A couple of big international PC vendors would have to be currently down on their knees, eyes cast to the heavens, giving daily thanks to Victoria's state-funded education system.
With IBM landing a $92 million, 40,000-notebook deal late last year and Acer last week declared the winner of a $35 million tender for 21,000 desktops, the Victorian Department of Education, Employment and Training is a godsend to both of them.
Regardless of what else happens in their annual reporting calendars, large chunks of their revenue targets are signed, sealed and delivered. But at what cost to the local industry?
Speculation is rife among the white-box channel about how the deals were done, with everything from the sublime to the ridiculous thrown up as possible scenarios. So incensed are some quarters of the local industry that I understand concerns over the Acer tender have been escalated to the ministerial level.
Clearly, these were hugely important deals to the big vendors. They all wanted to get in on the action and much pressure was brought to bear on the decision-makers at DEET. It is believed none other than multibillionaire Michael Dell himself, baron of Dell Computers, personally called the former general manager of information technology at DEET, Paul Doherty, to pitch his brand.
Doherty would neither confirm nor deny this, but, if true, it demonstrates just how significant these deals are to the bidding parties.
Meanwhile, more than one source has suggested that IBM "bought" the notebook deal with a pricing structure that would see its local PC division losing money. Integration with back-end servers and solutions created ongoing opportunities and the sheer amount of revenue involved made the deal attractive, regardless of the cost.
With Acer reportedly having done a great job with the previous notebook deal three years earlier, it was thought by many to have been a shoo-in this time around. There was a large degree of surprise when it was out-manoeuvred at the death by IBM.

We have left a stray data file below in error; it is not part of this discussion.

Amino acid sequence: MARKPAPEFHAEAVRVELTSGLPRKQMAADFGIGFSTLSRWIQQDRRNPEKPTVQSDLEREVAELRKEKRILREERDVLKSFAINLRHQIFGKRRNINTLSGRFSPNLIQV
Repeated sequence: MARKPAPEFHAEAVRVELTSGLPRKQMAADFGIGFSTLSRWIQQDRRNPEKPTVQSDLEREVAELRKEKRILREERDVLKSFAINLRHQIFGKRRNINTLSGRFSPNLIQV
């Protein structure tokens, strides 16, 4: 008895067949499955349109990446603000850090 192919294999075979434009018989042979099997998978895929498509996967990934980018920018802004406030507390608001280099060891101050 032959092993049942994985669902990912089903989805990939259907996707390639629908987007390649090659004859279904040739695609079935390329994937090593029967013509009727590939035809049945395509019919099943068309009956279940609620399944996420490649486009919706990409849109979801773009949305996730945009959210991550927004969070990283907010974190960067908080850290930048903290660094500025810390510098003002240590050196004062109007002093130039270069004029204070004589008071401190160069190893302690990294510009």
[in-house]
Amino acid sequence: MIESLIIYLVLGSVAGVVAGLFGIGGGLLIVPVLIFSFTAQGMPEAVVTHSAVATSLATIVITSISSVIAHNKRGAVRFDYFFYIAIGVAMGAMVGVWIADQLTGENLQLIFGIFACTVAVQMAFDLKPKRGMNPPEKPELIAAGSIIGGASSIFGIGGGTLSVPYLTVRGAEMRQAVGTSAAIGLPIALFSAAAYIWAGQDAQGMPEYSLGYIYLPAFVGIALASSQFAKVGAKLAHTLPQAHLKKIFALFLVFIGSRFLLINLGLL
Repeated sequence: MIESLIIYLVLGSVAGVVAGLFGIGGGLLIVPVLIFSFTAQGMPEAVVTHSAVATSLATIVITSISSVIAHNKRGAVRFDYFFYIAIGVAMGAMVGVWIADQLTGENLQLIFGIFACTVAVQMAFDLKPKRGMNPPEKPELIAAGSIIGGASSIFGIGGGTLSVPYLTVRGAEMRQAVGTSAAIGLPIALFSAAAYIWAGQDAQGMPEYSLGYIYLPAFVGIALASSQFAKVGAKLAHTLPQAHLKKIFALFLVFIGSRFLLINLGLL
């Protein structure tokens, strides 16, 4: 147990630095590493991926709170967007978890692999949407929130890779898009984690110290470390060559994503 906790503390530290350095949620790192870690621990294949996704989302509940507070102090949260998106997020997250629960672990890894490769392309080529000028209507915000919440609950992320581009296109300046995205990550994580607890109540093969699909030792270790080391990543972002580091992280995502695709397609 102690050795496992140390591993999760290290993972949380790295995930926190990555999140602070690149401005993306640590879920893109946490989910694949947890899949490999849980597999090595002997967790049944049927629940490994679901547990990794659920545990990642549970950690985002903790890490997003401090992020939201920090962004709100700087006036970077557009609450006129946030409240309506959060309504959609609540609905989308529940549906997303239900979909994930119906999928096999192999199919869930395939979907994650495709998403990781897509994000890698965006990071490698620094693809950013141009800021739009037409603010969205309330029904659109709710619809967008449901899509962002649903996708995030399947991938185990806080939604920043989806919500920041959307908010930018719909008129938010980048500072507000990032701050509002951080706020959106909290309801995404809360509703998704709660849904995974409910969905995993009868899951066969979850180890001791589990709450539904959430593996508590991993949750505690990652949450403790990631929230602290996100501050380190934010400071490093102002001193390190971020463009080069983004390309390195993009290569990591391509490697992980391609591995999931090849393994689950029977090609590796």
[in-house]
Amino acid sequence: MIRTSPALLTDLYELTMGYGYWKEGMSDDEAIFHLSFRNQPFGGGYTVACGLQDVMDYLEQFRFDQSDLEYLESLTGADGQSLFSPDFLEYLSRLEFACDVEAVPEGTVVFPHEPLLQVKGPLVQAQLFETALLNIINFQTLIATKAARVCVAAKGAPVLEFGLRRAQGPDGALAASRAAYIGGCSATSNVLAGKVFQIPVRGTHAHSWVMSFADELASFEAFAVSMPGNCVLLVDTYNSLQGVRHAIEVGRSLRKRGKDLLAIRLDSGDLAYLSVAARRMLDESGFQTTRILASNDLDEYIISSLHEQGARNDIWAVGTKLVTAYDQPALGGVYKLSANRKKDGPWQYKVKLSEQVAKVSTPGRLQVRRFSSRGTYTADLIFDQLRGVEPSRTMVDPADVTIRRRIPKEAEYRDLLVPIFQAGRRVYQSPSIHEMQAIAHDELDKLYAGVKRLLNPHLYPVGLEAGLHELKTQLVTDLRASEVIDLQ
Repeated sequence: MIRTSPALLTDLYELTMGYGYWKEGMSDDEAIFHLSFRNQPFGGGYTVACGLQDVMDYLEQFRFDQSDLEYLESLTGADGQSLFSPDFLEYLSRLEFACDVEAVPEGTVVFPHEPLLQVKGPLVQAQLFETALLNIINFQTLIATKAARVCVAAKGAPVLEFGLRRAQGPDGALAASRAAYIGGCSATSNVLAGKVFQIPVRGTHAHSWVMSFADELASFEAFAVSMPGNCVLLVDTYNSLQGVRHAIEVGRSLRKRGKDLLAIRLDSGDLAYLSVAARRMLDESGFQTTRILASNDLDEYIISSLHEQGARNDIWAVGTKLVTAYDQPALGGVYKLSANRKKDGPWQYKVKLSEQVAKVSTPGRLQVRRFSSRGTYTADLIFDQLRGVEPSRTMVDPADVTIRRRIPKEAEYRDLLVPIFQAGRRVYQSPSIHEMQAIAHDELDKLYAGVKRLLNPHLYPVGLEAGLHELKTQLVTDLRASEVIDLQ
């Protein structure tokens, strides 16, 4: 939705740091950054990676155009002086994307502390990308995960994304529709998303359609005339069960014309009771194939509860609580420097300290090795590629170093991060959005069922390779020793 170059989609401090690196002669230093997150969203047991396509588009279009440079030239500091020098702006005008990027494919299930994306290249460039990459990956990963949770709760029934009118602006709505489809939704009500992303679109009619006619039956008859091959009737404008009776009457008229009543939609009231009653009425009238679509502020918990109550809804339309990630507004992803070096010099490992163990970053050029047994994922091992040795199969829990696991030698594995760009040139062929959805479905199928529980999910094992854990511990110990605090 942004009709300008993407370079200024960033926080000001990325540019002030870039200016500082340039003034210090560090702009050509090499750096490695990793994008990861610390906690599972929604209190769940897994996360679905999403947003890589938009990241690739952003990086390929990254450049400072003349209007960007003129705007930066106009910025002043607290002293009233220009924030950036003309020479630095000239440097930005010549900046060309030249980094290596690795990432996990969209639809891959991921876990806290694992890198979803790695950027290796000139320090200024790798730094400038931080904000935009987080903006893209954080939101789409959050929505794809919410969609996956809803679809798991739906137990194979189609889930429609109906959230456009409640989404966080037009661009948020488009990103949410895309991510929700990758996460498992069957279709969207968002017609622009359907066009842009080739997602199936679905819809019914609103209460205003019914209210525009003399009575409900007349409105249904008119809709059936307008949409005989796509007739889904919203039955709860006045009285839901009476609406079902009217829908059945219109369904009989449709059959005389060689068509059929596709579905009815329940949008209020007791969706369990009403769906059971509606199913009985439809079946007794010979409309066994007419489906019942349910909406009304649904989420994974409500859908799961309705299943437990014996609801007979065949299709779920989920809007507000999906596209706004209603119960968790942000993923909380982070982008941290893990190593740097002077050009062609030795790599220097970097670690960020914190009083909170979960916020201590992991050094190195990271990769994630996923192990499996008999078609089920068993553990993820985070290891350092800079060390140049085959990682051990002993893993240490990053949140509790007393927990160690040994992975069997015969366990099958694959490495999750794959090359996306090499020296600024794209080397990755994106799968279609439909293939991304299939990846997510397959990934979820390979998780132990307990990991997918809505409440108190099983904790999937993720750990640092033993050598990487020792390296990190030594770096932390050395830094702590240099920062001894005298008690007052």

Being cut out of the notebook supply arrangements surely would have intensified the urgency at Acer to find something to fill the revenue hole.
Personally, I don't for a minute doubt the rectitude of IBM or Acer in either of these deals, but I do recognise the desperation of vendors to win them in this current climate. It's not every day tenders of this magnitude come up, and when they do, the flow-on benefits to ongoing business are enticing.
I also feel government authorities should be engaging the local industry. Australia's white-box assemblers have repeatedly proven they can match it with the biggest global suppliers on performance, reliability, service and quality control. By some standards, they in fact exceed the brand names in these areas.
The only area where the local industry can't play the game as well is in sales and marketing.
The big international vendors have vast resources and a bevy of smooth-talking flesh-pressers who are experienced in closing the big deals. They have the ability to rapidly react to customer negotiations, they have the wherewithal to make things happen when required and they have the movers and shakers that can be called in during a crisis.
Anyway you look at it, it was a good Thanksgiving for IBM and a happy Chinese New Year for Acer. They are paying homage to the deities while the local industry goes back to the school of hard knocks for a few more lessons in the realities of globalisation.